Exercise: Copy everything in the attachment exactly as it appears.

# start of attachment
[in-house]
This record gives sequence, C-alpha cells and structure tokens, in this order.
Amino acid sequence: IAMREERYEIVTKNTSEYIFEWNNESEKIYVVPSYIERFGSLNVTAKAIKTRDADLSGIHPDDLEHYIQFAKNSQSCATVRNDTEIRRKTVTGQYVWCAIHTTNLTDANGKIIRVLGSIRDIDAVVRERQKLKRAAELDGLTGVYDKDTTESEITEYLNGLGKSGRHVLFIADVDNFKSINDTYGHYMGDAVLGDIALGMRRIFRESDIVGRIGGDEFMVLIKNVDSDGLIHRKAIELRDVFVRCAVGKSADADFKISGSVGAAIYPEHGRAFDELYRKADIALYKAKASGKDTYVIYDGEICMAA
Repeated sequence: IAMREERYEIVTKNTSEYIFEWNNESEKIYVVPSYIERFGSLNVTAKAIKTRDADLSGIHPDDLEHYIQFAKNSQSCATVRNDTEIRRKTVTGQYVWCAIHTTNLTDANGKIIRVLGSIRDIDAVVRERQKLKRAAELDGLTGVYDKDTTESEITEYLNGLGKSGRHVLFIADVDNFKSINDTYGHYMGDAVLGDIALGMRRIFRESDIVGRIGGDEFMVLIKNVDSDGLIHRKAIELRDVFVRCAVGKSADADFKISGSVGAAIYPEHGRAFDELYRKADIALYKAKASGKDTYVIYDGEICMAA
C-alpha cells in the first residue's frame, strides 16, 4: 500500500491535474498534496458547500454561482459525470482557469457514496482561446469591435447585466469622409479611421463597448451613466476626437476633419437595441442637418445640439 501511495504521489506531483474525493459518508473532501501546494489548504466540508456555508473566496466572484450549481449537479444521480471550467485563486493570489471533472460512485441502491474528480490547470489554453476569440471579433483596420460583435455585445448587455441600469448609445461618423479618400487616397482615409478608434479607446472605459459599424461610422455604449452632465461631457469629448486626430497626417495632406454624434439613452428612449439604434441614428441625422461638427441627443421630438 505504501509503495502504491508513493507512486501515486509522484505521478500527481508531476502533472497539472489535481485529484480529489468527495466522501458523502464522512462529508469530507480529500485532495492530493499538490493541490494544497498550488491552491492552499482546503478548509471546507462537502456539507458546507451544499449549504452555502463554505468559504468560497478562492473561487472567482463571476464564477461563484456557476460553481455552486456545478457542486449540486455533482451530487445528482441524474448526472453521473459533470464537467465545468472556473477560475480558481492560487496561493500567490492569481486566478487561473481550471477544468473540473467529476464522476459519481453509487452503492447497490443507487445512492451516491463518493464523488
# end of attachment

[in-house]
This record gives sequence, C-alpha cells and structure tokens, in this order.
Amino acid sequence: IAMREERYEIVTKNTSEYIFEWNNESEKIYVVPSYIERFGSLNVTAKAIKTRDADLSGIHPDDLEHYIQFAKNSQSCATVRNDTEIRRKTVTGQYVWCAIHTTNLTDANGKIIRVLGSIRDIDAVVRERQKLKRAAELDGLTGVYDKDTTESEITEYLNGLGKSGRHVLFIADVDNFKSINDTYGHYMGDAVLGDIALGMRRIFRESDIVGRIGGDEFMVLIKNVDSDGLIHRKAIELRDVFVRCAVGKSADADFKISGSVGAAIYPEHGRAFDELYRKADIALYKAKASGKDTYVIYDGEICMAA
Repeated sequence: IAMREERYEIVTKNTSEYIFEWNNESEKIYVVPSYIERFGSLNVTAKAIKTRDADLSGIHPDDLEHYIQFAKNSQSCATVRNDTEIRRKTVTGQYVWCAIHTTNLTDANGKIIRVLGSIRDIDAVVRERQKLKRAAELDGLTGVYDKDTTESEITEYLNGLGKSGRHVLFIADVDNFKSINDTYGHYMGDAVLGDIALGMRRIFRESDIVGRIGGDEFMVLIKNVDSDGLIHRKAIELRDVFVRCAVGKSADADFKISGSVGAAIYPEHGRAFDELYRKADIALYKAKASGKDTYVIYDGEICMAA
C-alpha cells in the first residue's frame, strides 16, 4: 500500500491535474498534496458547500454561482459525470482557469457514496482561446469591435447585466469622409479611421463597448451613466476626437476633419437595441442637418445640439 501511495504521489506531483474525493459518508473532501501546494489548504466540508456555508473566496466572484450549481449537479444521480471550467485563486493570489471533472460512485441502491474528480490547470489554453476569440471579433483596420460583435455585445448587455441600469448609445461618423479618400487616397482615409478608434479607446472605459459599424461610422455604449452632465461631457469629448486626430497626417495632406454624434439613452428612449439604434441614428441625422461638427441627443421630438 505504501509503495502504491508513493507512486501515486509522484505521478500527481508531476502533472497539472489535481485529484480529489468527495466522501458523502464522512462529508469530507480529500485532495492530493499538490493541490494544497498550488491552491492552499482546503478548509471546507462537502456539507458546507451544499449549504452555502463554505468559504468560497478562492473561487472567482463571476464564477461563484456557476460553481455552486456545478457542486449540486455533482451530487445528482441524474448526472453521473459533470464537467465545468472556473477560475480558481492560487496561493500567490492569481486566478487561473481550471477544468473540473467529476464522476459519481453509487452503492447497490443507487445512492451516491463518493464523488